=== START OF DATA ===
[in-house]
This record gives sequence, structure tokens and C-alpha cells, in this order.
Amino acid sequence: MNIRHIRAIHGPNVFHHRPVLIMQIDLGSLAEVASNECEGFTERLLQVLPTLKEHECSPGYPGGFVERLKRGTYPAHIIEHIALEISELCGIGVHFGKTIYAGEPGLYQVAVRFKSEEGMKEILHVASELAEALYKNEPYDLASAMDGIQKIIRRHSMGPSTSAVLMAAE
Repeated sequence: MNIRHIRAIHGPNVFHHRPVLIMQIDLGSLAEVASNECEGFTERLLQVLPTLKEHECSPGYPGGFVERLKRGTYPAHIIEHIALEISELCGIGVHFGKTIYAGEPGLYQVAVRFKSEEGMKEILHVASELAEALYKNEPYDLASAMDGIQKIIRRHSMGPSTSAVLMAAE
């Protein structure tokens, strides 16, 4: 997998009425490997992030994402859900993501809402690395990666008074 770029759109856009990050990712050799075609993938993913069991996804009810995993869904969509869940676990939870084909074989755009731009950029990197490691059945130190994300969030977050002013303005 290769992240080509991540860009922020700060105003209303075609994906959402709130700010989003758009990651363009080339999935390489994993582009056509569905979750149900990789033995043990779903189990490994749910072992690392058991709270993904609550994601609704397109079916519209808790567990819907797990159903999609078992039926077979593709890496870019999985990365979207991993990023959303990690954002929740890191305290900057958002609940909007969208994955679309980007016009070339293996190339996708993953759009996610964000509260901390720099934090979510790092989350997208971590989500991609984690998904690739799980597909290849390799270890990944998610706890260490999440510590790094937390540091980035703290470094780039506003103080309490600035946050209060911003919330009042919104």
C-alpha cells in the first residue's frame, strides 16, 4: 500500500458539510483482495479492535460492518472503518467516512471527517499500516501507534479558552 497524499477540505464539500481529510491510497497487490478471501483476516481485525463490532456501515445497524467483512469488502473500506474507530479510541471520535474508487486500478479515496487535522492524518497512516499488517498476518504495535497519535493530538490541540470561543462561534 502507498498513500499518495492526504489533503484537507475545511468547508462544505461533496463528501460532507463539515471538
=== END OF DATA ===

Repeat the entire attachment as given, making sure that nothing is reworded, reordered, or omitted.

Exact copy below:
[in-house]
This record gives sequence, structure tokens and C-alpha cells, in this order.
Amino acid sequence: MNIRHIRAIHGPNVFHHRPVLIMQIDLGSLAEVASNECEGFTERLLQVLPTLKEHECSPGYPGGFVERLKRGTYPAHIIEHIALEISELCGIGVHFGKTIYAGEPGLYQVAVRFKSEEGMKEILHVASELAEALYKNEPYDLASAMDGIQKIIRRHSMGPSTSAVLMAAE
Repeated sequence: MNIRHIRAIHGPNVFHHRPVLIMQIDLGSLAEVASNECEGFTERLLQVLPTLKEHECSPGYPGGFVERLKRGTYPAHIIEHIALEISELCGIGVHFGKTIYAGEPGLYQVAVRFKSEEGMKEILHVASELAEALYKNEPYDLASAMDGIQKIIRRHSMGPSTSAVLMAAE
């Protein structure tokens, strides 16, 4: 997998009425490997992030994402859900993501809402690395990666008074 770029759109856009990050990712050799075609993938993913069991996804009810995993869904969509869940676990939870084909074989755009731009950029990197490691059945130190994300969030977050002013303005 290769992240080509991540860009922020700060105003209303075609994906959402709130700010989003758009990651363009080339999935390489994993582009056509569905979750149900990789033995043990779903189990490994749910072992690392058991709270993904609550994601609704397109079916519209808790567990819907797990159903999609078992039926077979593709890496870019999985990365979207991993990023959303990690954002929740890191305290900057958002609940909007969208994955679309980007016009070339293996190339996708993953759009996610964000509260901390720099934090979510790092989350997208971590989500991609984690998904690739799980597909290849390799270890990944998610706890260490999440510590790094937390540091980035703290470094780039506003103080309490600035946050209060911003919330009042919104």
C-alpha cells in the first residue's frame, strides 16, 4: 500500500458539510483482495479492535460492518472503518467516512471527517499500516501507534479558552 497524499477540505464539500481529510491510497497487490478471501483476516481485525463490532456501515445497524467483512469488502473500506474507530479510541471520535474508487486500478479515496487535522492524518497512516499488517498476518504495535497519535493530538490541540470561543462561534 502507498498513500499518495492526504489533503484537507475545511468547508462544505461533496463528501460532507463539515471538